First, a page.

Jenson: The McLaren drive
At the 2009 Brazilian Grand Prix, Jenson Button had achieved his lifetime’s ambition. He was the Formula 1 drivers’ world champion – the highest accolade in the sport. But the season with Brawn GP was an extraordinary one-off. The team couldn’t survive another year financially and Ross Brawn sold his outfit to Mercedes.
Jenson Button was ready for a new challenge and a vacant seat at Vodafone McLaren Mercedes presented the perfect opportunity. For 2010 the Woking team paired two British world champions together, creating one of the strongest driver line-ups in the history of Formula 1.
"I had an inkling that for my future to blossom, I had to move somewhere else," said Jenson. "To still have the hunger and excitement and to come to a team that has achieved so much in the past, that does put pressure on you, which sometimes you need.
"Don’t get me wrong, I had an amazing time at Honda and Brawn because I had such a long relationship with them. But to race for McLaren was such an exciting chance, because they’ll always give you an opportunity to win a world championship."
Given their five decades of racing heritage, Jenson Button was impressed from the moment he first stepped inside the McLaren Technology Centre in the leafy suburbs of Surrey, England.
Jenson: World Champion at last
"When I first walked in I was amazed by the building itself and it’s doubly impressive to see the history of cars on the boulevard that have won world championships in the past," recalls Jenson.
"I started watching racing in the mid to late 1980s with Alain Prost and Ayrton Senna driving for McLaren and, for me, those were great times. I really wanted to be a part of that history and to work with this team.
"But what really impressed me was the inside of the factory, being shown mission control and the bays where the mechanics work and the windtunnel – that’s what really excited me about joining McLaren."
Jenson Button, racing with the ‘number 1’ on his car to denote his prestigious world champion status began the next stage of career partnered with Lewis Hamilton in his sleek silver and red Mercedes-powered machine. And the partnership with his new team couldn’t have started better. In their second race together in Melbourne, in mixed weather conditions, he perfectly timed a tyre stop to brilliantly win the 2010 Australian Grand Prix. Two races on, in Shanghai, he repeated the feat proving his title success with Brawn was no fluke.
Jenson: Honda's hero
"It was very important to win in Melbourne for me and for the team to see that I was quick but that I also had the confidence to make my own decisions," said the new McLaren star. "That confidence comes with experience and also believing in yourself. I think a lot of that came from winning the title the previous season. It was a great race, a great victory and made me feel a big part of the team right from the beginning."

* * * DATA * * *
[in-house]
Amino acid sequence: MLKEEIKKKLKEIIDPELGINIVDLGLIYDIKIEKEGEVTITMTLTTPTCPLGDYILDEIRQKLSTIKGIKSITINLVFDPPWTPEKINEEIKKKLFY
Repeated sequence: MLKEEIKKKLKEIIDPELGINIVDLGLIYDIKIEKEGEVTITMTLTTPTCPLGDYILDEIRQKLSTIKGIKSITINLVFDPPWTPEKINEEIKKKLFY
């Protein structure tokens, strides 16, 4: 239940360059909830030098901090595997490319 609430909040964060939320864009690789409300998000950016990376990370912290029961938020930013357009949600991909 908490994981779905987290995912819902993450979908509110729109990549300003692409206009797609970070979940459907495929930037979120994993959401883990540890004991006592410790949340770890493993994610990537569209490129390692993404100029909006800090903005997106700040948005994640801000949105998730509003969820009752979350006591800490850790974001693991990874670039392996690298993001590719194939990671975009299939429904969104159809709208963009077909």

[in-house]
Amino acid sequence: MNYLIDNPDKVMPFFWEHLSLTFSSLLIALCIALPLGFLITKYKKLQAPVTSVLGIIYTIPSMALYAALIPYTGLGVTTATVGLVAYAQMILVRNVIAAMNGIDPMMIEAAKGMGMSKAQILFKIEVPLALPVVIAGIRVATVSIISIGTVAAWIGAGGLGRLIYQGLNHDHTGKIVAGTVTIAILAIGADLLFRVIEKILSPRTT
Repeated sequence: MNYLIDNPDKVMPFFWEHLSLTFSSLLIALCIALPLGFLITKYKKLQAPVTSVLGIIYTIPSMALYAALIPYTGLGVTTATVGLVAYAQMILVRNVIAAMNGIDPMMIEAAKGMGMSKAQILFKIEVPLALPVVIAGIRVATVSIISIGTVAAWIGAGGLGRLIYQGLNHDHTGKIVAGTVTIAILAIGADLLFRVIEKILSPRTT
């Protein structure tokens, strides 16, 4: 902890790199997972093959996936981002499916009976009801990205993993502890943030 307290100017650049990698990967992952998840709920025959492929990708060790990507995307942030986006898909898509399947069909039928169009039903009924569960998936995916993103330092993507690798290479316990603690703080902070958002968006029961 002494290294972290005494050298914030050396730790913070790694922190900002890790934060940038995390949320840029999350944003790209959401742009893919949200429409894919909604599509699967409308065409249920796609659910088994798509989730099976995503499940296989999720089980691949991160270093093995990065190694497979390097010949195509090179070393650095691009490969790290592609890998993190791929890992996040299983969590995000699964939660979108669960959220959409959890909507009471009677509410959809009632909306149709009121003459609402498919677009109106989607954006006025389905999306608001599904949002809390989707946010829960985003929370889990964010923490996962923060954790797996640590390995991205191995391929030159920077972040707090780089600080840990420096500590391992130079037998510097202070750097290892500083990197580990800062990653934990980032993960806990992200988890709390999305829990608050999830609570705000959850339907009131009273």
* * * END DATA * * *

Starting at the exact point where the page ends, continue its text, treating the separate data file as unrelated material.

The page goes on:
Despite losing out to Lewis Hamilton over the course of 2010, that spurred Jenson on for the following season and he came back even stronger, beating Lewis to second place in the world championship with 270 points to Lewis’s 227.
With three wins (in Canada, Hungary and Japan) and nine podiums, Jenson Button proved his status as one of the best drivers in the sport. Never was that more evident than in Montréal when he came through from last place in the race, to take a thrilling victory on the last lap.
But it was victory in Japan, in the year of the devastating tsunami, that stood out for Jenson, because of his relationship with his Japanese girlfriend Jessica Michibata.
"Suzuka was a different feeling," remembers Jenson. "Because of Jessica and my feelings about Japan – it’s a county that I love. After the race, it was very emotional, particularly as over the last few laps I was running out of fuel and I had Vettel and Alonso bearing down on me. I think emotionally that was the biggest win for me as it was very special to do it in front of the Japanese fans."
Jenson Button’s good form led to an extension of his McLaren contract and in 2012 he again scooped another three victories; in Australia, a dominating drive at Spa-Francorchamps, and finally in Brazil.
Although his team-mate beat him by just two points across 2012, over the course of their three seasons together Jenson notched up 672 points to Lewis Hamilton’s 657 – a great achievement given his compatriot’s pace.
Jenson: Formula 1 debut
"Lewis is the fastest team-mate I’ve been up against," admitted Jenson that year. "Rubens Barrichello could sometimes pull it out of the bag in qualifying and be quick over one lap, but Lewis does that pretty much every qualifying session and he’s also very competitive during the race. A lot of drivers would say that Lewis is the worst possible team-mate to have because he is so fast, but I find that exciting, it pushes me forwards."
Jenson achieved another landmark at the end of the 2013 season, eclipsing David Coulthard’s record of 246 starts, to become the most experienced British driver in the 63-year history of the Formula 1 world championship.
To commemorate the feat, Jenson returned to his home town of Frome to drive his McLaren through the streets. In front of the crowds he turned on the town’s Christmas lights to celebratory cheers. It was a poignant reminder of where the Jenson Button story all started. The young boy who unwrapped that first kart from his dad on Christmas morning, 25 years ago…